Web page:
In the records of the Tang Dynasty, Roman and Iranian businessmen had polo entertainment during the time of the Tang Dynasty, there was a friendly match between Emperor Xuanzong and Tubo, where the Tang Dynasty team won a full victory with 4 people against 10 from the Tubo side. 

The time of the Tang Dynasty was where we can see the full strength and importance of polo. Until the Song, Liao and Jin dynasties, the imperial court also regarded polo as one of the sole “military rituals“, creating around the sport detailed rituals and precise rules to follow.

It is worth mentioning that during the Tang Dynasty, the level of polo in Chengdu had been one of the highest.

Chengdu and polo

During the Tang Dynasty, Chengdu was a rich and stable city. The former King of Shu Wang Jian loved polo and after claiming control of Chengdu and becoming its ruler, he rebuilt the polo field which for many years after was well known as one of the most luxurious. 

Chengdu’s polo field was particularly elegant, the stadium was flat as a mirror and the side walls of the polo field were replaces by the Lord with a layer of satin, which was especially gorgeous.

Shu Taotu records that Wang Jian after becoming the emperor, made his next step by renovating the palace of the former Wangfutang, as documents recall:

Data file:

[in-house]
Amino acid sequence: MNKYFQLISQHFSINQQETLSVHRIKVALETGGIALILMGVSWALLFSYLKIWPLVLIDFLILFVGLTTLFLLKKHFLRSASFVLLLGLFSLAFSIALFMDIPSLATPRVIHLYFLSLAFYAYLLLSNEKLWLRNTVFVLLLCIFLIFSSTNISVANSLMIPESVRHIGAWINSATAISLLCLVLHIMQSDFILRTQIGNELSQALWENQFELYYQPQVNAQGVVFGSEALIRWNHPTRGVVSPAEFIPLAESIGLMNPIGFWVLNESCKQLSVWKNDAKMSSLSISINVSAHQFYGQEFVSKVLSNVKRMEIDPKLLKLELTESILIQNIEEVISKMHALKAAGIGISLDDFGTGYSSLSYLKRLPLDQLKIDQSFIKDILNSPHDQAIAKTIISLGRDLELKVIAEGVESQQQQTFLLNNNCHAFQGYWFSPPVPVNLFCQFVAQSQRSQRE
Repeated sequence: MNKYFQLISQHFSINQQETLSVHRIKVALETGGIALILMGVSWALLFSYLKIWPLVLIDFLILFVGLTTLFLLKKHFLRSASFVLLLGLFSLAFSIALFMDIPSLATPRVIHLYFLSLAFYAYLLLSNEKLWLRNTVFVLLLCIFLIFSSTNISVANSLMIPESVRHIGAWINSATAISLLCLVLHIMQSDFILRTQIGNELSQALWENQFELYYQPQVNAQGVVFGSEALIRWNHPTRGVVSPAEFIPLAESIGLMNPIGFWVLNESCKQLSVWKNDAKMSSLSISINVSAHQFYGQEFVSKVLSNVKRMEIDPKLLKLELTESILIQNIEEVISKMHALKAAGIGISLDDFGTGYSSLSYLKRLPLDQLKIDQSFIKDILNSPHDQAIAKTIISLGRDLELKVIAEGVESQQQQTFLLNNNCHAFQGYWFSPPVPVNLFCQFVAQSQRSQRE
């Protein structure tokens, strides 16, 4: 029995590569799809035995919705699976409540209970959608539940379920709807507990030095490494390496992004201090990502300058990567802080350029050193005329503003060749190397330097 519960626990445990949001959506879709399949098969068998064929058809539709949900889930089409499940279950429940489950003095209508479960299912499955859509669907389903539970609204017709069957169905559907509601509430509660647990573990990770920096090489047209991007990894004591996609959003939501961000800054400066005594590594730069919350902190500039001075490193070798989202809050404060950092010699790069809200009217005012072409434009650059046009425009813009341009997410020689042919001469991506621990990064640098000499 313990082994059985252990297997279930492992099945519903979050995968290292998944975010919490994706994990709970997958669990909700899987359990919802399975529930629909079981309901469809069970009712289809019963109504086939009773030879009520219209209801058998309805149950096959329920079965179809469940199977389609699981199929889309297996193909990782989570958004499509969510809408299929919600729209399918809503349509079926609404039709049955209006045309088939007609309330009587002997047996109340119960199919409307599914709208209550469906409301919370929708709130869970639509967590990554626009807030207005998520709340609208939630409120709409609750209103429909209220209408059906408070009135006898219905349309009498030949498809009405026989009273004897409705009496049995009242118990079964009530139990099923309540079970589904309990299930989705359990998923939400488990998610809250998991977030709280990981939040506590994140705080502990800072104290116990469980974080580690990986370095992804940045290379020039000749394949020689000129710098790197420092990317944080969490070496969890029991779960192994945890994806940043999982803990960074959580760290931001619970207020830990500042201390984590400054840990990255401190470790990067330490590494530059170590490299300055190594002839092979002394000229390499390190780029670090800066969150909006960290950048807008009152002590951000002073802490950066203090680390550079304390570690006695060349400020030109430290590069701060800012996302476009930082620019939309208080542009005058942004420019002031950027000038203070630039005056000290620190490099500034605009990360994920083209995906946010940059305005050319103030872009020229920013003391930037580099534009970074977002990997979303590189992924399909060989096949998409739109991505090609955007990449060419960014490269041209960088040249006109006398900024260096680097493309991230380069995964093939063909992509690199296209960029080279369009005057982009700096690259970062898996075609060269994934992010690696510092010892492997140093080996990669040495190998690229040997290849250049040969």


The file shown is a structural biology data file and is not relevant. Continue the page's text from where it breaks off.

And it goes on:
“the hall is Huitong Temple; the polo field gate is Shenwu Gate, the polo field hall is Shenwu Temple, and Shu King Temple is Chenqian Temple”.

It can be seen that the location of the polo field is adjacent to the Huitong Temple and Shu King Temple. Zhang Yong of the Song Dynasty said: “the east of the Temple of Shu Palace is the grand polo field”. And this is still more or less the location of the current sports center of the city that we can see today, once a real treasure trove for sports.

Expert Shuai Peiye believes that during the Tang Dynasty and the subsequent Five Dynasties and Ten Kingdoms, the polo sport in the city of Chengdu was very popular and of high level. “At that time, Guo Yingyi, the Jiannan Military Governor, Guo Yingyi once organized a women’s polo team. 

Instead, Meng Zhixiang the Taiyuan Military Governor, went eastward into Chengdu and saw many people enter the “huzi” (goal post) with one stroke of the bat, called ‘aggressive entering ‘…”. 

Shuai Peiye explains to us that: “The ‘huzi’ is a hole. The aggressive entering is hole in one bat. This came from a sport that was popular at the time in Chengdu, and was called ‘Chui Wan’, the predecessor to golf, and “Bu Da” (predecessor of modern hockey) 

They all developed from the polo sport, which shows that the level of polo and the attention given to it in Chengdu and allover China at that time was already very high”.

All this seems to be the foreshadowing the coming and creation of Chengdu’s distinguished polo apparel. But we will know more about it in our next story.

Peiye Shuai

ITA Shuai Peiye è un esperto di ricerca equestre cinese, vice presidente dell'Associazione Equestre del Sichuan, consulente dell'Associazione Equestre di Chengdu e l'editore della Storia degli Sport Equestri Cinesi. ENG Shuai Peiye is a Chinese equestrian research expert, vice president of the Sichuan Equestrian Association, consultant to the Equestrian Association of Chengdu and the publisher of the History of Chinese Equestrian Sports.